I’ve carried on at some length in previous posts about the concept of Elemental Dignity, which is a method of inflecting the meaning of a card according to the elemental influence of its neighboring cards in a spread (that is, the level of agreement or disagreement between the qualities of the classical elements [Fire, Water, Air and Earth] assigned to the cards by the Hermetic Order of the Golden Dawn). I won’t repeat myself (much) here, but suffice it to say that, for fairly obvious reasons found in Nature, Fire and Air cards get on well and share a notable harmony of expression, as do Water and Earth cards. Conversely, Fire and Water cards are antagonistic to one another in most situations not involving the intentional generation of steam, while Air and Earth cards represent extremes of “active” and “passive” functionality and are thus mutually unsympathetic. The remaining elemental pairs (Fire and Earth, Water and Air) are essentially neutral when blended, neither friendly nor hostile, although for reasons that are somewhat mysterious they are considered “supportive” of one another (for the record, I prefer to treat them as “complementary opposites” that set the stage for cooperation but don’t actively participate in furthering it, serving more as an inert “binder” than an “active ingredient”).
When card combinations are taken in triplets (which is the way most people use them), things get interesting and complex rather quickly. One useful analogy that just struck me is the dynamic of boiling water. In practical physics, trying to mingle Fire and Water requires careful regulation of both or the results will be spectacularly unsuccessful; however, insert Earth between them in the form of a metal pot and there is an effective transfer of energy that requires little intervention. Earth – which is on good terms with both Fire and Water – mediates between the two natural enemies, creating a third option that simplifies the dilemma of injecting either too much Fire or too much Water into the mix.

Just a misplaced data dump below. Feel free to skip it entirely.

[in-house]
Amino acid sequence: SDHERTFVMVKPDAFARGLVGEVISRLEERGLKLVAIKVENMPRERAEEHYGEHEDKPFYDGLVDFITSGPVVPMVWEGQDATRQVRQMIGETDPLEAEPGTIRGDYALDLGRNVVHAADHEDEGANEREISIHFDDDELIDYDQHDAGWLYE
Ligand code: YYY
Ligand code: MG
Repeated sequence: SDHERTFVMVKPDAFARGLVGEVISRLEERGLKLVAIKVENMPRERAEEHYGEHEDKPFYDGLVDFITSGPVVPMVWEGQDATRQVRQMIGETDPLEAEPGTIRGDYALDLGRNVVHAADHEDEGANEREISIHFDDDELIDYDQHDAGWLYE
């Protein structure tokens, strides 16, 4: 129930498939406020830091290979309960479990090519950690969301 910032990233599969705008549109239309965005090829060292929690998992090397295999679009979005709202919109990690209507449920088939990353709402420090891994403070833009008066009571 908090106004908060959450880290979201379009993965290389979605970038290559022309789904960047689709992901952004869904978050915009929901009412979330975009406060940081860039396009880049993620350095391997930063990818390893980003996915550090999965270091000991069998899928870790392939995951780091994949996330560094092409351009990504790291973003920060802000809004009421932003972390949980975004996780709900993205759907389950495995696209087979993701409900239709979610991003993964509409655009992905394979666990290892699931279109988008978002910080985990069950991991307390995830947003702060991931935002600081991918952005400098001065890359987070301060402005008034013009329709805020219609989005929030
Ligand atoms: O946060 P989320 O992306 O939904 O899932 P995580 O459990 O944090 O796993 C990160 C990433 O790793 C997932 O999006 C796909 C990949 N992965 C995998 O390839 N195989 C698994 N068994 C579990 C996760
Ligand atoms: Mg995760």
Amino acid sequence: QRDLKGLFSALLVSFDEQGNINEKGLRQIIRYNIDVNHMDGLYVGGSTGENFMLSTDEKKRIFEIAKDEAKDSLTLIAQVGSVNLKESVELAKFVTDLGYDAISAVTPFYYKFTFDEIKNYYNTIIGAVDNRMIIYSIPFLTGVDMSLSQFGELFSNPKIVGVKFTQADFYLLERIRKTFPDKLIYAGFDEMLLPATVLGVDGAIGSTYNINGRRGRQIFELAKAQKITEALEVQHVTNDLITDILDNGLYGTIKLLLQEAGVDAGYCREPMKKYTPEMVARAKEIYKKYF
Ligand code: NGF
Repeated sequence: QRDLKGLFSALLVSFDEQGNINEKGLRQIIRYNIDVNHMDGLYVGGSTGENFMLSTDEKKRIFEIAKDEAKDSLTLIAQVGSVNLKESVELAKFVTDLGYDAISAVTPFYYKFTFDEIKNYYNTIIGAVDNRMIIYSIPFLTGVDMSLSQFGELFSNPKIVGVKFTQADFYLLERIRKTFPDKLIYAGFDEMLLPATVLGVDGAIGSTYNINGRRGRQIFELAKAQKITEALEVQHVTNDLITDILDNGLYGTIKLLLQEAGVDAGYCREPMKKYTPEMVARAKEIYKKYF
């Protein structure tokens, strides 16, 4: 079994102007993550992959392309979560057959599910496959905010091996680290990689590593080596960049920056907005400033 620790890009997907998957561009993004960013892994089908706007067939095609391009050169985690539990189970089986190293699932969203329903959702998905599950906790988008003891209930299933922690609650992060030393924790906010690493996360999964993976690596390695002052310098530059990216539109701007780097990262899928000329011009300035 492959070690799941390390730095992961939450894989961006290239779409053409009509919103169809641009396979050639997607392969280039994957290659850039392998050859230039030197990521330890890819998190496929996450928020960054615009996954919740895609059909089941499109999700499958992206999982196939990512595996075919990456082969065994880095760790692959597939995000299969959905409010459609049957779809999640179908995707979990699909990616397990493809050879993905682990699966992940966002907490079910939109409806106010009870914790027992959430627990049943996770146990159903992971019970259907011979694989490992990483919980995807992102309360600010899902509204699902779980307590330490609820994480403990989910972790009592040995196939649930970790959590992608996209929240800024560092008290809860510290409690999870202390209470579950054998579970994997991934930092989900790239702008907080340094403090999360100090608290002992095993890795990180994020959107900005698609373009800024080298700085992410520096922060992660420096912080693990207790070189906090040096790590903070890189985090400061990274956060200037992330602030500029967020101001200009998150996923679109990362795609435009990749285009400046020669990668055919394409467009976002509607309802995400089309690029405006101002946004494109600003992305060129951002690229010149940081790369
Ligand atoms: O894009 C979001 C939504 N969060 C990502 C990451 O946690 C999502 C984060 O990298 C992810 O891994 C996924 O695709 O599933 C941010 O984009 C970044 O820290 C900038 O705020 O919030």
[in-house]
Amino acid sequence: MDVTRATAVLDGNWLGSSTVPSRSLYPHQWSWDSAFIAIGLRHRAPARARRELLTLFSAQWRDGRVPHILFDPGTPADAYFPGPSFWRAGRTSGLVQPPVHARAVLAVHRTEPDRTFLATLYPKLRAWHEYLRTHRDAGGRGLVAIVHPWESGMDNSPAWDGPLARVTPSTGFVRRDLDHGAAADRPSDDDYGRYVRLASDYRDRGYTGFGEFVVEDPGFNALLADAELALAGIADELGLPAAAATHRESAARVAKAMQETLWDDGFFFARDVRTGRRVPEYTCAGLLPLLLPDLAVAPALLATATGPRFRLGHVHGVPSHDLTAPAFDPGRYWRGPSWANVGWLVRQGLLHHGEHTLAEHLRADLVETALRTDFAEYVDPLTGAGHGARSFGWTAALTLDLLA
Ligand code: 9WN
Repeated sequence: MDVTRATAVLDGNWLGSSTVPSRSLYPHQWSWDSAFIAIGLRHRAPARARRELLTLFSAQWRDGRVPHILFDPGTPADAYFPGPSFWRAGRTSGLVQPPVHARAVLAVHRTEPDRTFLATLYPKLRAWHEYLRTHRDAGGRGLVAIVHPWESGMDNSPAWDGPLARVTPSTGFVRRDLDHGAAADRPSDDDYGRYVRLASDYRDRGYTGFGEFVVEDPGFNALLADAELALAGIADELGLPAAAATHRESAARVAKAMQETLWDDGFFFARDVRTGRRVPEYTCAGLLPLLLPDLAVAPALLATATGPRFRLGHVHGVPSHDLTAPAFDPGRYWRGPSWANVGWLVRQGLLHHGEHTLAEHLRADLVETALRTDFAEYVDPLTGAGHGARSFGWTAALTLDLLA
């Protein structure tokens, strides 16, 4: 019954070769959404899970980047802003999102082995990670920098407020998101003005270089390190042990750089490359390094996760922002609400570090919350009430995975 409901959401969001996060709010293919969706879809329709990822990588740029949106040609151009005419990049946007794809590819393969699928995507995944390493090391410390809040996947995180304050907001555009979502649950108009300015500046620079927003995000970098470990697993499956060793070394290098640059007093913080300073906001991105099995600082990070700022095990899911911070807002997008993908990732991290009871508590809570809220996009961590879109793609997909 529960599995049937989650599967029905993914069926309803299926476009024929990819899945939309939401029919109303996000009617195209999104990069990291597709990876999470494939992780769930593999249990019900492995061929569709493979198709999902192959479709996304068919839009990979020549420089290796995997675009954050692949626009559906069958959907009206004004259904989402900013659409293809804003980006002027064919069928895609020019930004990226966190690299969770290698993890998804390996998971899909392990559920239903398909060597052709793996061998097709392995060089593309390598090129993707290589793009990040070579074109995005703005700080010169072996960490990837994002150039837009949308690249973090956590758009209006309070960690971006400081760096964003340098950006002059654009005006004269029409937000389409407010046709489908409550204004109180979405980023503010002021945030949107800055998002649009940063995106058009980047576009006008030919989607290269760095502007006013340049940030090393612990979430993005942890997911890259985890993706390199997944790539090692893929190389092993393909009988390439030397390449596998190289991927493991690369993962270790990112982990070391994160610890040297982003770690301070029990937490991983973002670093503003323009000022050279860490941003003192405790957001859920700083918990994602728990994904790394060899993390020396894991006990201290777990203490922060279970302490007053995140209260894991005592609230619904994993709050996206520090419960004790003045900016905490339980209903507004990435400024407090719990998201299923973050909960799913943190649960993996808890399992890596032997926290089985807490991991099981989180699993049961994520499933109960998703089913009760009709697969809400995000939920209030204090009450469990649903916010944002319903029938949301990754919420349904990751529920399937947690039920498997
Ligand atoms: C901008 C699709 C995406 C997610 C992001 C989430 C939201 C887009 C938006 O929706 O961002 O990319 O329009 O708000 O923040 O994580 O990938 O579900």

Which brings me to the real point of this post: Elemental Dignity as commonly used with the tarot seems to have been the brainchild of Golden Dawn chief Samuel Liddell (“Macgregor”) Mathers (although for all we know it may have come from another member of the Order or was in fact a cooperative effort). Regardless of its origin, it was liberally sprinkled throughout the tarot study material of the Order that was compiled into what is known as “Liber (or Book) T.” In nearly every interpretive passage, the words “according to dignity” pop up as a kind of postscript to the text, a mantra suggesting that nothing preceding it should be taken at face value when cards are brought together in a spread. To those trying to learn the “A-B-C’s” of reading the tarot through keyword assimilation, this categorical muddling of literal sense can be maddening. While it permits a remarkably nuanced approach to weighing the contribution of each card in a series, you can’t “take it to the bank” unless you first calculate the rate of exchange. Not everyone is so inclined, so they quickly retreat to the familiar territory of upright and reversed meanings, or they avoid the whole issue of positive and negative reinforcement and just stay with stacking up keywords like Lego blocks and drawing their own conclusions about mixed meanings. To those with the right disposition to navigate its intricacies, learning to cope with elemental interaction between the cards will be time and effort well spent. It won’t necessarily change your perspective on “how tarot works,” but it will certainly sharpen your wits.